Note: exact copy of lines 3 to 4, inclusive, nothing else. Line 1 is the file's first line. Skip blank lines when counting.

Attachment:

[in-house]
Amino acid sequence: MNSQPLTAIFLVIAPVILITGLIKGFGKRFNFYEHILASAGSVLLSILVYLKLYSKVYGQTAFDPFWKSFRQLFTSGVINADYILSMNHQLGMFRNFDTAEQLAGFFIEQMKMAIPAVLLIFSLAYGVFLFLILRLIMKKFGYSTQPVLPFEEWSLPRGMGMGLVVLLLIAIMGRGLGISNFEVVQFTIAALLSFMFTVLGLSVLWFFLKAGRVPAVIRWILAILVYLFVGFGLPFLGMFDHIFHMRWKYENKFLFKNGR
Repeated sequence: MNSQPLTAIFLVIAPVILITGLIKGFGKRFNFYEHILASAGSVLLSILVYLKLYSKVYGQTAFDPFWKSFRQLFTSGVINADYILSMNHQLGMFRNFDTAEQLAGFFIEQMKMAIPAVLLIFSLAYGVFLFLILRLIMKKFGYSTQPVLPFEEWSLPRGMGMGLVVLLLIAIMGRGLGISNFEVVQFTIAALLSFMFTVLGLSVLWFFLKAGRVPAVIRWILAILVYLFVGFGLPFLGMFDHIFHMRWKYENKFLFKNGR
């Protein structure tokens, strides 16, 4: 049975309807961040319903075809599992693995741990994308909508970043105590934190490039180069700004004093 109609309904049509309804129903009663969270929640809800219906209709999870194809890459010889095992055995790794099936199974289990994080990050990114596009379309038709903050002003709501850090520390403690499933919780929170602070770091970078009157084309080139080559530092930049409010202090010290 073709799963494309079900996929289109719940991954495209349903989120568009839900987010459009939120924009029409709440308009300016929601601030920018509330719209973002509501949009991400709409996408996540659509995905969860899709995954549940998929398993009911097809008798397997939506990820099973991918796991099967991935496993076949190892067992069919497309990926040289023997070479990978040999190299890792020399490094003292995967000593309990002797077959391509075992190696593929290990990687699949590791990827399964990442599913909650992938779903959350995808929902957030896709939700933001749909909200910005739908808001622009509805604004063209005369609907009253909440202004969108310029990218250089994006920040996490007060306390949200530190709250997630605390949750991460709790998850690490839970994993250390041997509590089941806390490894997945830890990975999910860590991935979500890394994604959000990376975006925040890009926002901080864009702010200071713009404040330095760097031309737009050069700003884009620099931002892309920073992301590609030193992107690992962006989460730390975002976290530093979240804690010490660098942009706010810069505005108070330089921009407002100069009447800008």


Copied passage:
Repeated sequence: MNSQPLTAIFLVIAPVILITGLIKGFGKRFNFYEHILASAGSVLLSILVYLKLYSKVYGQTAFDPFWKSFRQLFTSGVINADYILSMNHQLGMFRNFDTAEQLAGFFIEQMKMAIPAVLLIFSLAYGVFLFLILRLIMKKFGYSTQPVLPFEEWSLPRGMGMGLVVLLLIAIMGRGLGISNFEVVQFTIAALLSFMFTVLGLSVLWFFLKAGRVPAVIRWILAILVYLFVGFGLPFLGMFDHIFHMRWKYENKFLFKNGR
């Protein structure tokens, strides 16, 4: 049975309807961040319903075809599992693995741990994308909508970043105590934190490039180069700004004093 109609309904049509309804129903009663969270929640809800219906209709999870194809890459010889095992055995790794099936199974289990994080990050990114596009379309038709903050002003709501850090520390403690499933919780929170602070770091970078009157084309080139080559530092930049409010202090010290 073709799963494309079900996929289109719940991954495209349903989120568009839900987010459009939120924009029409709440308009300016929601601030920018509330719209973002509501949009991400709409996408996540659509995905969860899709995954549940998929398993009911097809008798397997939506990820099973991918796991099967991935496993076949190892067992069919497309990926040289023997070479990978040999190299890792020399490094003292995967000593309990002797077959391509075992190696593929290990990687699949590791990827399964990442599913909650992938779903959350995808929902957030896709939700933001749909909200910005739908808001622009509805604004063209005369609907009253909440202004969108310029990218250089994006920040996490007060306390949200530190709250997630605390949750991460709790998850690490839970994993250390041997509590089941806390490894997945830890990975999910860590991935979500890394994604959000990376975006925040890009926002901080864009702010200071713009404040330095760097031309737009050069700003884009620099931002892309920073992301590609030193992107690992962006989460730390975002976290530093979240804690010490660098942009706010810069505005108070330089921009407002100069009447800008």